At the beginning of September 2020, high heat, severe winds and extended drought conditions resulted in the volatile growth of wildfires ahead of the western slopes of the Cascades Mountains in the Pacific Northwest. The fires engulfed huge tracts of destroyed communities and forestland, taking many lives, and costing hundreds of millions to fight.
In a first-ever study analyzing burn patterns from the 2020 Labor Day fires, scientists at Portland State University learned the impact of topography, weather, vegetation and other factors on burn severity in regions where over 75% of the trees were killed by the fires.
Their study verifies that extreme winds over the Labor Day holiday were the main driver of the harmful force of the fires, but also illustrates how forest vegetation structure (for example, the age of trees, canopy height, etc.) and topography played a considerable role in burn severity patterns.
The study was reported in the Fire journal.
Andrés Holz, the study’s co-author and associate professor of geography at Portland State, feels that the wet temperate forests of the Cascade Mountains in the Pacific Northwest consist of a history of undergoing mega-fires of the scale of those that were burned in 2020, but no such events had happened from the early 20th century.
As the scope and scale of the burns from 2020 were unparalleled, they offered the research team a chance to gain a better insight into the factors that tend to impact the high severity of burns caused in such rainforests. This includes those present on the western slopes of the Cascades.
That knowledge could inform scheduling for future land-use management in forestlands and the social and ecological efforts of extreme fire events in connection with a warming planet.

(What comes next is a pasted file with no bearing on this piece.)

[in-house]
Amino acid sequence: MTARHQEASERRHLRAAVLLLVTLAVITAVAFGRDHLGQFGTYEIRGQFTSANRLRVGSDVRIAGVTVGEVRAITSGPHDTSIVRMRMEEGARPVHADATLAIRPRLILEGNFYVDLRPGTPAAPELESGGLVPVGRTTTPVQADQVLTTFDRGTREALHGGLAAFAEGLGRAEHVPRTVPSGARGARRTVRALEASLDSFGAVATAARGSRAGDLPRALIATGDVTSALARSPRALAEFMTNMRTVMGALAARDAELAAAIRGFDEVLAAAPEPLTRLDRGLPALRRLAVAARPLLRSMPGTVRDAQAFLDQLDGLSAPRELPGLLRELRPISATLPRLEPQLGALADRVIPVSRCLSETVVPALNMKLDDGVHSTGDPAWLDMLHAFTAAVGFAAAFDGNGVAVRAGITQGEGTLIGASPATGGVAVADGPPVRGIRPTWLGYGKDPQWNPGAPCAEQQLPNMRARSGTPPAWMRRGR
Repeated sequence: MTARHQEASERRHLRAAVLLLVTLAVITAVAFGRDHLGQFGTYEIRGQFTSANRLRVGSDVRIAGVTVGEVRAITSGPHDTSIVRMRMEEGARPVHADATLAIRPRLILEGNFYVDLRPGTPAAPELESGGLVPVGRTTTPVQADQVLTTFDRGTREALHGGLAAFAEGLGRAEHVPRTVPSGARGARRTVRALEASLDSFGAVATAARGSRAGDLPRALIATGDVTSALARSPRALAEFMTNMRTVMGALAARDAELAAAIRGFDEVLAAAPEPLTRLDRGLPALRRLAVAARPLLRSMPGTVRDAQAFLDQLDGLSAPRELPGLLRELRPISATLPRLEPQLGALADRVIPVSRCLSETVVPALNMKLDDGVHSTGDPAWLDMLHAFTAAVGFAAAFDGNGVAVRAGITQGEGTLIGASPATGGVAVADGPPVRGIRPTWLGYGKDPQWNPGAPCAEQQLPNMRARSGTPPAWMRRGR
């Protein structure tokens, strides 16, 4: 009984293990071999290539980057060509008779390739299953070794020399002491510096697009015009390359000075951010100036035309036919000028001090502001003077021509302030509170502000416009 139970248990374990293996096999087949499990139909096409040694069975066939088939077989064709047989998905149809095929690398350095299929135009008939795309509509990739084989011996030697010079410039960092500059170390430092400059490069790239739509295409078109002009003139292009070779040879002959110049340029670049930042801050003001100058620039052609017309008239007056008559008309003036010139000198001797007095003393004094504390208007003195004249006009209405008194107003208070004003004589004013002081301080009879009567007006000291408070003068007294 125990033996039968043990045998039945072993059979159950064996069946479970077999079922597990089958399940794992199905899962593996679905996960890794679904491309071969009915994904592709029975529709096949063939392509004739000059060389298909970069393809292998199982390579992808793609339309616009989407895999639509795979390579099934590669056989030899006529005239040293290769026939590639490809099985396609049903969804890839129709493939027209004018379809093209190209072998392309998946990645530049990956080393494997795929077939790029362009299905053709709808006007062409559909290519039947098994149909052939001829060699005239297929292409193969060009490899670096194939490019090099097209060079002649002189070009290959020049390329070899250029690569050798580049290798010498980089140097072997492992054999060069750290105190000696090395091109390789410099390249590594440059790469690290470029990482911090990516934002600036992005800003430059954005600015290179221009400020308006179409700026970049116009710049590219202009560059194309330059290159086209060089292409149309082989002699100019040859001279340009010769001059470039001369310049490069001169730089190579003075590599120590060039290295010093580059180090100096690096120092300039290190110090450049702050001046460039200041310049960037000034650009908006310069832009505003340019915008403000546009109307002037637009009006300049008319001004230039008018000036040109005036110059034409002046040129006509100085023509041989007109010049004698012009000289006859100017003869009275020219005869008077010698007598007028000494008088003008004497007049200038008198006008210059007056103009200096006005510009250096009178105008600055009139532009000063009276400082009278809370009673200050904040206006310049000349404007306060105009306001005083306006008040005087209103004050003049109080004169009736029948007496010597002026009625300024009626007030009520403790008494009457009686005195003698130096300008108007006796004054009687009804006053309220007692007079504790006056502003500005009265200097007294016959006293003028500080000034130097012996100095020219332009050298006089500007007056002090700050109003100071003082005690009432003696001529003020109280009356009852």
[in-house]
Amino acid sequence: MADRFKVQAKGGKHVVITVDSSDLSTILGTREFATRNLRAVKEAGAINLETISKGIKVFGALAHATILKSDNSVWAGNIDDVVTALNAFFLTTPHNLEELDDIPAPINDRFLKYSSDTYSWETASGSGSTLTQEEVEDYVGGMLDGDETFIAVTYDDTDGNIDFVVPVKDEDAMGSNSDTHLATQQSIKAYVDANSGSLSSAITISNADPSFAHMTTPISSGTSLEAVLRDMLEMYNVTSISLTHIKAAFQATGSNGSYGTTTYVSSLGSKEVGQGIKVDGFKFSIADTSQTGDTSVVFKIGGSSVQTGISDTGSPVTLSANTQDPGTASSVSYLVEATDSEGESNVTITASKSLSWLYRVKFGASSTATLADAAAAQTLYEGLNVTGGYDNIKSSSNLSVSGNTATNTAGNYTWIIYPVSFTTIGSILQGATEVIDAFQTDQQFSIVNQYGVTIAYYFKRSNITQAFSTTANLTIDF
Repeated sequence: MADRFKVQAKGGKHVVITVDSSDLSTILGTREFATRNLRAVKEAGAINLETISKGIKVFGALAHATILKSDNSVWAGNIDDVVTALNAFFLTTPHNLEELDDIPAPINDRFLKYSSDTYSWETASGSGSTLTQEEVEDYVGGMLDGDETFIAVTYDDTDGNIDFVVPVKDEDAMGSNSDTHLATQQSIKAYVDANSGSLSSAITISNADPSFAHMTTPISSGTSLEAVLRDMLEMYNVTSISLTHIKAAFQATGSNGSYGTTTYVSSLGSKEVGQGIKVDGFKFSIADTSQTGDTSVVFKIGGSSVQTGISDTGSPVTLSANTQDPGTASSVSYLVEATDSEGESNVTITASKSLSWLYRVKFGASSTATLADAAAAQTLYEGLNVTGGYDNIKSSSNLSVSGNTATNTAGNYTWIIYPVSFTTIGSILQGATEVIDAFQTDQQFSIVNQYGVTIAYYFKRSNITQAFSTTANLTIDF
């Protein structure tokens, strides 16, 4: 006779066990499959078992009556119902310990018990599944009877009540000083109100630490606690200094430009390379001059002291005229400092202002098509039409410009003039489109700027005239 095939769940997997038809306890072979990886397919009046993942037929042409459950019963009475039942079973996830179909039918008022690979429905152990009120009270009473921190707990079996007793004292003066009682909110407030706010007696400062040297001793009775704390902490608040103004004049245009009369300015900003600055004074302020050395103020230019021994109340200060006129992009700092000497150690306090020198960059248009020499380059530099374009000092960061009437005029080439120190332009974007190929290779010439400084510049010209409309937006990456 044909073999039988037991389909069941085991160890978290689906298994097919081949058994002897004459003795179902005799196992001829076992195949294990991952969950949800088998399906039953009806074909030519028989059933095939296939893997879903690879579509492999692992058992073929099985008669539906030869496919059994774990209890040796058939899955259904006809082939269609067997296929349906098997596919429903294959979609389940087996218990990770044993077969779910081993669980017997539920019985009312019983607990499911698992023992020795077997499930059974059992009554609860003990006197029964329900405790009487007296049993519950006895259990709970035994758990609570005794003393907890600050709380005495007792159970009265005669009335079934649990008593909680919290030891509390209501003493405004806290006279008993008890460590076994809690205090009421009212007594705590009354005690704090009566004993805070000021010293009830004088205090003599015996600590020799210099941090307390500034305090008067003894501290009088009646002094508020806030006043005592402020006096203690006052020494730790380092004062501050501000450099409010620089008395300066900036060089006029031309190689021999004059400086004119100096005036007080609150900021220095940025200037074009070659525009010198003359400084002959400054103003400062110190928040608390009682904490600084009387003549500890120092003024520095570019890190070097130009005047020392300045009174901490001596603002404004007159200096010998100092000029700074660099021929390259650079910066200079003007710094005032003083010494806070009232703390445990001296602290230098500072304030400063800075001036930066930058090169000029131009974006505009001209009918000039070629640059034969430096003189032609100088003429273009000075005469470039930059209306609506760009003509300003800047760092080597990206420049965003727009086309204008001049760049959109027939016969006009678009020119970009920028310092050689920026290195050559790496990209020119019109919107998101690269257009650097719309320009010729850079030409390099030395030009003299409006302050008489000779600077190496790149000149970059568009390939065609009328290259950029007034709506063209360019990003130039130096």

Maps were developed by the research team for the extent and burn severity for almost five megafires and analyzed fire activity over two time periods: September 7th and 9th, 2020. This was the time when extreme winds fueled the volatile growth of the fires, and September 10th and 17th, 2020, during which the fires remained burning under calm wind conditions.
Furthermore, the researchers analyzed how the forest structure and topography were responsible for impacting high-burn severity patterns if winds impacted the relationship between those factors, and how high burn severity was impacted by land management practices linked to land ownership.
90% of the burning occurred during high winds. But we also found that vegetation structure and canopy height were significant in determining where the fire burned more severely.
Dr. Cody Every, Study Lead Author and Research Associate, Department of Environmental Science and Management, Portland State University
The researchers discovered that regions with younger trees and low canopy height were especially vulnerable to high mortality rates. As Holz noted, this finding specifically impacts clump production in the state. Here, trees grown on plantations are normally younger and evenly spaced and situated next to communities and crucial infrastructure.
Based on the historical record, the research group, including Dr. Sebastian Busby and Associate Professor Max Nielsen-Pincus from scientists from Portland State, also indicates that wildfire managers must predict re-burns in a few regions impacted by the 2020 mega-fires.
In recent times, burned forests are generally more flammable than unburned regions till the younger forest canopy closes one more time and finer fuels are shaded.
Provided the composition of the temperate rainforests of the western slopes of the Cascade Mountains, where the fuel tends to increase, and the relationships between factors that add up to mega-fires, the research group indicates that treatments like prescribed fires and fuel reduction are not a practical method to avoid future conflagrations.
Rather, the team claims that one must concentrate on boosting strong forests, increasing community readiness, hardening infrastructure and early suppression response.
Evers, C., et al. (2022) Extreme Winds Alter Influence of Fuels and Topography on Megafire Burn Severity in Seasonal Temperate Rainforests under Record Fuel Aridity. Fire. doi.org/10.3390/fire5020041.